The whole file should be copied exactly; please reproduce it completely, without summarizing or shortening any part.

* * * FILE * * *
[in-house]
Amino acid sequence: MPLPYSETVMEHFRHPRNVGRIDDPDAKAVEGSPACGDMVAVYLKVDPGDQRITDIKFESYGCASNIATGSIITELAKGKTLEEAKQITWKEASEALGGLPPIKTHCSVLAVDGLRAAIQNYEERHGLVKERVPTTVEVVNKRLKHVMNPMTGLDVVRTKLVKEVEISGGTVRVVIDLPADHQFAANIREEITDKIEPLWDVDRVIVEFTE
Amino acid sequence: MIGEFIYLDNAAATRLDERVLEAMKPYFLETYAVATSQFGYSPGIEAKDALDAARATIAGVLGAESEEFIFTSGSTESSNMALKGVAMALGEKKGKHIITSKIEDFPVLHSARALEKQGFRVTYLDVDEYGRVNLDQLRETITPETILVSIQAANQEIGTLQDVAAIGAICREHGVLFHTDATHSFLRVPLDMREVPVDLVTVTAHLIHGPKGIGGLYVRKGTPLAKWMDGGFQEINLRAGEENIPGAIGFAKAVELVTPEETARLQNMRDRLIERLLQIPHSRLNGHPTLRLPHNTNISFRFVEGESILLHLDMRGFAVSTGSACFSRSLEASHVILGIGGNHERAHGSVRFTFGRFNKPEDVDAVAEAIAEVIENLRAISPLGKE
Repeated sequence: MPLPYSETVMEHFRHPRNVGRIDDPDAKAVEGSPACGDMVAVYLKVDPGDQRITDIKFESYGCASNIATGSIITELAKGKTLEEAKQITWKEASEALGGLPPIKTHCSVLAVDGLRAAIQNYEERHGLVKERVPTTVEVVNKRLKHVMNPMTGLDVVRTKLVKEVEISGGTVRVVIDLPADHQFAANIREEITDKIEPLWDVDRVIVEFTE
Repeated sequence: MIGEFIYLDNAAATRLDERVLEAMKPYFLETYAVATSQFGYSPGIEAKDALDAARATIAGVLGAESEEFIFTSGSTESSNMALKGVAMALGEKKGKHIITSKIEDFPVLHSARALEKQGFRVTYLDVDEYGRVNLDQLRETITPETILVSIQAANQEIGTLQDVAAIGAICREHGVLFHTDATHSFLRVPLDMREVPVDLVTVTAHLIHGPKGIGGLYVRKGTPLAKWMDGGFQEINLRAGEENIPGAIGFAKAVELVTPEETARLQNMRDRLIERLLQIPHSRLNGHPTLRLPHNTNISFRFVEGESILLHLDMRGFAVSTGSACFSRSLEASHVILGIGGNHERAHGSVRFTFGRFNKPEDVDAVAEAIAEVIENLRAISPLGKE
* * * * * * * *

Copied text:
[in-house]
Amino acid sequence: MPLPYSETVMEHFRHPRNVGRIDDPDAKAVEGSPACGDMVAVYLKVDPGDQRITDIKFESYGCASNIATGSIITELAKGKTLEEAKQITWKEASEALGGLPPIKTHCSVLAVDGLRAAIQNYEERHGLVKERVPTTVEVVNKRLKHVMNPMTGLDVVRTKLVKEVEISGGTVRVVIDLPADHQFAANIREEITDKIEPLWDVDRVIVEFTE
Amino acid sequence: MIGEFIYLDNAAATRLDERVLEAMKPYFLETYAVATSQFGYSPGIEAKDALDAARATIAGVLGAESEEFIFTSGSTESSNMALKGVAMALGEKKGKHIITSKIEDFPVLHSARALEKQGFRVTYLDVDEYGRVNLDQLRETITPETILVSIQAANQEIGTLQDVAAIGAICREHGVLFHTDATHSFLRVPLDMREVPVDLVTVTAHLIHGPKGIGGLYVRKGTPLAKWMDGGFQEINLRAGEENIPGAIGFAKAVELVTPEETARLQNMRDRLIERLLQIPHSRLNGHPTLRLPHNTNISFRFVEGESILLHLDMRGFAVSTGSACFSRSLEASHVILGIGGNHERAHGSVRFTFGRFNKPEDVDAVAEAIAEVIENLRAISPLGKE
Repeated sequence: MPLPYSETVMEHFRHPRNVGRIDDPDAKAVEGSPACGDMVAVYLKVDPGDQRITDIKFESYGCASNIATGSIITELAKGKTLEEAKQITWKEASEALGGLPPIKTHCSVLAVDGLRAAIQNYEERHGLVKERVPTTVEVVNKRLKHVMNPMTGLDVVRTKLVKEVEISGGTVRVVIDLPADHQFAANIREEITDKIEPLWDVDRVIVEFTE
Repeated sequence: MIGEFIYLDNAAATRLDERVLEAMKPYFLETYAVATSQFGYSPGIEAKDALDAARATIAGVLGAESEEFIFTSGSTESSNMALKGVAMALGEKKGKHIITSKIEDFPVLHSARALEKQGFRVTYLDVDEYGRVNLDQLRETITPETILVSIQAANQEIGTLQDVAAIGAICREHGVLFHTDATHSFLRVPLDMREVPVDLVTVTAHLIHGPKGIGGLYVRKGTPLAKWMDGGFQEINLRAGEENIPGAIGFAKAVELVTPEETARLQNMRDRLIERLLQIPHSRLNGHPTLRLPHNTNISFRFVEGESILLHLDMRGFAVSTGSACFSRSLEASHVILGIGGNHERAHGSVRFTFGRFNKPEDVDAVAEAIAEVIENLRAISPLGKE